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Whether your child attends a public or private school, middle school is a delicate time in their development. Middle school is the bridge that gets children from elementary school to high school and an incredibly critical part of their journey to becoming an adult. Throughout preschool and elementary school, children typically view each other as equals, and are supportive to each other. When they reach middle school, they experience the confusion of puberty, become more self-conscious and socially aware, and are highly influenced by their peers, which are sometimes incredibly negative. At the same time, the life skills they develop at this time will often make or break their success in high school and college.

A bad middle school experience can have a terrible impact on a child’s self-esteem, and their success throughout the rest of their education and formative years. A few tips for helping a child maintain a healthy outlook and experience success in middle school are listed below.

  1. Take a Hands-on Approach

    When your child is at a middle school age, they are developing their own voice and should see you advocate for them so that they can learn how to advocate for themselves. If you need to, work with your child’s teachers, counselors, and other school facilitators on your child’s behalf to make sure they have all the tools they need to be successful. Guide your child to create their own solutions, both academically and socially, with your support. Ask your child open-ended questions to help them develop problem-solving skills:

    • What have you tried to solve this issue so far?
    • What has helped the situation and what has not?
    • What do you think a good solution to this problem is?
    • What are the steps you should take to reach that solution?

    Showing your child that they have your support, but also have the power to solve problems on their own will give them confidence in middle school, and throughout their development.

  2. Promote Organizational Skills

    When your child is in middle school, they tend to have more responsibility for their own assignments than they did previously. Help the make it a habit to record all of their assignments, so they don’t lose track of them. It’s not a bad idea to get them a planner that helps them stay on top of due dates so nothing slips through the cracks.
  3. Teach Your Child Good Time Management Habits

    Ii is typically part of the curriculum to introduce time management skills to students around fifth grade. This is a skill that should be reinforced regularly throughout your child’s middle school career, so they have discipline in high school and college.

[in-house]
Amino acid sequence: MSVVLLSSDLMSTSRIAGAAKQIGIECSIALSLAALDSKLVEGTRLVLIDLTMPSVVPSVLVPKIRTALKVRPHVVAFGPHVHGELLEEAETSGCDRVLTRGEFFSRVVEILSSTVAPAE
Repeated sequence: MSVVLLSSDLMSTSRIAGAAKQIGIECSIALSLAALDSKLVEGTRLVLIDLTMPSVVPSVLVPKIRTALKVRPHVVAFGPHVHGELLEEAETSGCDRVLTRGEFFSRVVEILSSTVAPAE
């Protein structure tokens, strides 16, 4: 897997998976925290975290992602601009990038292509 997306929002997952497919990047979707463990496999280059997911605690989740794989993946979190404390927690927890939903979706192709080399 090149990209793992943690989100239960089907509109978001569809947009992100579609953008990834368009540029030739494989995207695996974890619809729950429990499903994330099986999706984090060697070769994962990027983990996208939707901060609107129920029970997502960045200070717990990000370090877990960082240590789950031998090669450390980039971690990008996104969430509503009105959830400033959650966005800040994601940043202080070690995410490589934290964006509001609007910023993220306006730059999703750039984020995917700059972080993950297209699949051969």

Help your child develop a routine that gives them plenty of time to get their homework done after school without stress. Take a project management approach to giving your child good time management skills:

    1. Break bigger projects into smaller sub-tasks so they aren’t as overwhelming.
    2. Organize the sub-tasks chronologically as they should be completed to accomplish the larger goal.
    3. Estimate a realistic time frames for each sub-task.
    4. Organize a schedule so that there is enough time for each task, and ultimately the entire project, without inducing anxiety or stress.
  4. Help Your Child Develop Good Study Habits
    Many times, when children struggle to be successful on tests, it is because they don’t know how to prepare themselves for it. Being able to effectively study for a test will be a huge attribute for your child in high school and even college. A few ways to help your child develop good study skills include:

    • Give them a dedicated study space. Ideally, you’ll have a desk in your room that is free of distractions where your child can focus. If not, encourage them to visit the school library for the study sessions.
    • Encourage your child to be interactive with their studying. Rather than reading the textbook and trying to memorize it, make flashcards, take notes, or use sticky notes to highlight important parts.
    • Help your child to identify the time of day that they are the most focused (are they a morning person or a night owl?) to and use that to maximize the effectiveness of their study time.

Do you have any other tips for supporting a middle school-age child? Please share them in the comment section below!

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